Thirty-Seven Percent of Working Dads Would Leave Their Jobs If Their Family Could Afford It,'s Annual Father's Day Survey Finds
- Senior Career Advisor and Father of Three Offers Tips for a Better Work/Life Balance -

Don't be surprised if you see more dads on the playground with the kids during the workday. According to a new survey, 37 percent of working dads say they'd leave their jobs if their spouse or partner made enough money to support the family. If given the choice, another 38 percent would take a pay-cut to spend more time with their kids. The survey, "Working Dads 2007," was conducted from February 15 to March 6, 2007 and included 1,521 men, employed full-time, with children under the age of 18 living at home.

Nearly one-in-four (24 percent) working dads feel work is negatively impacting their relationship with their children. Forty-eight percent have missed a significant event in their child's life due to work at least once in the last year and nearly one-in-five (18 percent) have missed four or more.

According to the survey, the time working dads spend on work far exceeds the time spent with their children. More than one-in-four (27 percent) working dads say they spend more than 50 hours a week on work and nearly one- in-ten (8 percent) spend more than 60 hours. In terms of the time they spend with their children, one-in-four (25 percent) working dads spend less than one hour with their kids each day. Forty-two percent spend less than two hours each day.

While more companies today are offering various programs and options to promote work/life balance, some working dads say their employers are lacking in this area. Thirty-six percent of working dads say their company does not offer flexible work arrangements such as flexible schedules, telecommuting, job sharing and more.

Richard Castellini, Vice President of Consumer Marketing at and father of three, offers the following tips to help dads gain a healthy work/life balance:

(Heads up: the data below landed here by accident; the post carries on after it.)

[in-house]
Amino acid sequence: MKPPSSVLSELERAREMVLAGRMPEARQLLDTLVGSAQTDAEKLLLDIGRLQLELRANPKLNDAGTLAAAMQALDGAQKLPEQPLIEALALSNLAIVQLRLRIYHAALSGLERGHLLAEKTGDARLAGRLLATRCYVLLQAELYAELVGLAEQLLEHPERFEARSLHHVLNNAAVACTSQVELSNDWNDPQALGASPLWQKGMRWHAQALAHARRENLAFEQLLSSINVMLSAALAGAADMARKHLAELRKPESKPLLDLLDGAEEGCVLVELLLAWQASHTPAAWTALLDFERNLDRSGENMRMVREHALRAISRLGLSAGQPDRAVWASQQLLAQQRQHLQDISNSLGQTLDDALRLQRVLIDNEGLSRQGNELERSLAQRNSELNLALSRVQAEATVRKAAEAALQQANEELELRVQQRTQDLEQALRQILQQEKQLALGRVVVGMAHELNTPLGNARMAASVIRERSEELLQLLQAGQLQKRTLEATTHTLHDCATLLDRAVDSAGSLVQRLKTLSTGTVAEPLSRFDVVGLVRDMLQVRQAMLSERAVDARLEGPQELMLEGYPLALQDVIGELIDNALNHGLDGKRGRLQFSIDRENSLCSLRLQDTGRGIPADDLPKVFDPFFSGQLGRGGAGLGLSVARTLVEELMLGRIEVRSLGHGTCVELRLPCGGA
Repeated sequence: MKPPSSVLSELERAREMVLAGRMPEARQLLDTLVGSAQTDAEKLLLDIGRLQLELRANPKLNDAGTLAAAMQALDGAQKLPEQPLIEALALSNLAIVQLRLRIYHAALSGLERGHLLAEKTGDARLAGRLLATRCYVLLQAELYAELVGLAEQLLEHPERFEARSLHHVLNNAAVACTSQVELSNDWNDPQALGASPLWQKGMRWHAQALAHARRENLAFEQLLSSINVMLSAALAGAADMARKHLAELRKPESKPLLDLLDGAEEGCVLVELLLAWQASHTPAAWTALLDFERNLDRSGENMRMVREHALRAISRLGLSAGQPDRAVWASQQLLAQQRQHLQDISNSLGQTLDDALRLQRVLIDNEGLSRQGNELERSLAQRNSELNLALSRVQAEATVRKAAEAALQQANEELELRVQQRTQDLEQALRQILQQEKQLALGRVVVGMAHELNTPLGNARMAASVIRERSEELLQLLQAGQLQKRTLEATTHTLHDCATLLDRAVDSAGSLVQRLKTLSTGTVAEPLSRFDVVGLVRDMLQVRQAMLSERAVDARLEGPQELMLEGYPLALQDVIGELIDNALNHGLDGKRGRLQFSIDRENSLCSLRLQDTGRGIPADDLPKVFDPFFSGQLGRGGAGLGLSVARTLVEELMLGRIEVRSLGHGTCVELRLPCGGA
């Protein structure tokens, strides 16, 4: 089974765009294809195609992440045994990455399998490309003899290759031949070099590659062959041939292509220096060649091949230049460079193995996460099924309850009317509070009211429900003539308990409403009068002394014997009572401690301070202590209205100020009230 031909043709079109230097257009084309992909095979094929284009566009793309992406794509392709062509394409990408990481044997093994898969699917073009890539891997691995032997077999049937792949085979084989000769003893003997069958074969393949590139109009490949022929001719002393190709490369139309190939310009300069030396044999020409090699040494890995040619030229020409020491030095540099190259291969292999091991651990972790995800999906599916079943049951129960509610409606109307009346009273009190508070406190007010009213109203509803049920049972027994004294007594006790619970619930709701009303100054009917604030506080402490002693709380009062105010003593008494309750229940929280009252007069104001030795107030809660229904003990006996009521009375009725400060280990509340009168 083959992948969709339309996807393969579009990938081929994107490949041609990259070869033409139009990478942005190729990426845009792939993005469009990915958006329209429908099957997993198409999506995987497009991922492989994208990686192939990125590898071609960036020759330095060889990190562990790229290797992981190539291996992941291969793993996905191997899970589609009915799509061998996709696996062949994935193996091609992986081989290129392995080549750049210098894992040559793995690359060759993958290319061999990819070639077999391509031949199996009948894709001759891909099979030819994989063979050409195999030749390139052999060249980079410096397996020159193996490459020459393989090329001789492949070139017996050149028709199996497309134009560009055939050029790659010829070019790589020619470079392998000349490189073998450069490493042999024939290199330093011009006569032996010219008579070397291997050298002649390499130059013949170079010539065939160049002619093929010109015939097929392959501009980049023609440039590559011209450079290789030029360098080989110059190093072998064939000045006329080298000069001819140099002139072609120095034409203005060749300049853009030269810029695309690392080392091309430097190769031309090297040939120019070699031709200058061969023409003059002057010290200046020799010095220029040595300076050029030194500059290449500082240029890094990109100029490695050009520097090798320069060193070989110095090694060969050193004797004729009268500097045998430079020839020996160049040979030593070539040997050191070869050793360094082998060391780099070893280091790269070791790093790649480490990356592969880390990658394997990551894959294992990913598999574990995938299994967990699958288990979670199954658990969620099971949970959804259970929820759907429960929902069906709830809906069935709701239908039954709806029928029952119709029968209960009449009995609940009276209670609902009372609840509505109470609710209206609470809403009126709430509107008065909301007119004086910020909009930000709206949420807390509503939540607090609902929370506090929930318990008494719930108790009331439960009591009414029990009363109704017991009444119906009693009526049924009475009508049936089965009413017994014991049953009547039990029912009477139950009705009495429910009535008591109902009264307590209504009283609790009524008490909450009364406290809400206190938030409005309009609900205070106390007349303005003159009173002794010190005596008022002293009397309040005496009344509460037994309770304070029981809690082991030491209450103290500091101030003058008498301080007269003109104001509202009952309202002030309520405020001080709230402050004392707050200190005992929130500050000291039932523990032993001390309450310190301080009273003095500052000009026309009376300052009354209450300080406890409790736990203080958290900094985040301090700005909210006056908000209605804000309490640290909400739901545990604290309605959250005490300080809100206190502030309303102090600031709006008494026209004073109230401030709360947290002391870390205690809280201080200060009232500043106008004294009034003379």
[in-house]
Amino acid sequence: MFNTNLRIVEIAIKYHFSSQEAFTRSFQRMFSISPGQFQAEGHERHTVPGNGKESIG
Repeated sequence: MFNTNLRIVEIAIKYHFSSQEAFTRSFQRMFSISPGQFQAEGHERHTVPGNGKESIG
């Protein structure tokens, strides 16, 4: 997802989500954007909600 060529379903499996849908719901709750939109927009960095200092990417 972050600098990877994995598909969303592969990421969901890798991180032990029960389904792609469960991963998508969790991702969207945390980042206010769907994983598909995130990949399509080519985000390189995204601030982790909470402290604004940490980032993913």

1. Keep in touch -- While you're at work, make a quick call in between
     meetings and projects and let your children know they're top of mind.

  2. Plan a kid-friendly potluck -- If co-workers in your department have
     kids, ask your boss if you can have a kid-friendly potluck for lunch on
     a Friday.  Not only does this allow the kids to spend extra time with
     you, but it also gives the employees in your department time to get to
     know each other better.

  3. Give Your Undivided Attention -- When you're at home spending time with
     your family, turn off your cell phone, step away from the e-mails and
     give your undivided attention.  If you bring work home, do it after the
     kids have gone to bed.

  4. Keep one calendar -- Schedule baseball games and play recitals on the
     same calendar you use for meetings and travel to make sure you never
     double-book yourself.  Save your vacation days for those special events
     in your children's lives, so you're there and in the front row.

  5. Make time -- At least once a week, schedule a family activity that
     involves interaction such as a game, bike ride, trip to the playground,
     etc.  Also, make sure to schedule a date night for you and your
     significant other.

  Survey Methodology

This survey was conducted online by Harris Interactive on behalf of among 1,521 Full-time Employed Fathers (employed full-time; not self employed; with no involvement in hiring decisions) ages 18 and over within the United States between February 15 and March 6, 2007. Figures for age, sex, race/ethnicity, education, region and household income were weighted where necessary to bring them into line with their actual proportions in the population. Propensity score weighting was also used to adjust for respondents' propensity to be online.

With a pure probability sample of 1,521 one could say with a ninety-five percent probability that the overall results have a sampling error of +/- 2.5 percentage points. Sampling error for data from subsamples is higher and varies. However that does not take other sources of error into account. This online survey is not based on a probability sample and therefore no theoretical sampling error can be calculated.

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  Jennifer Sullivan


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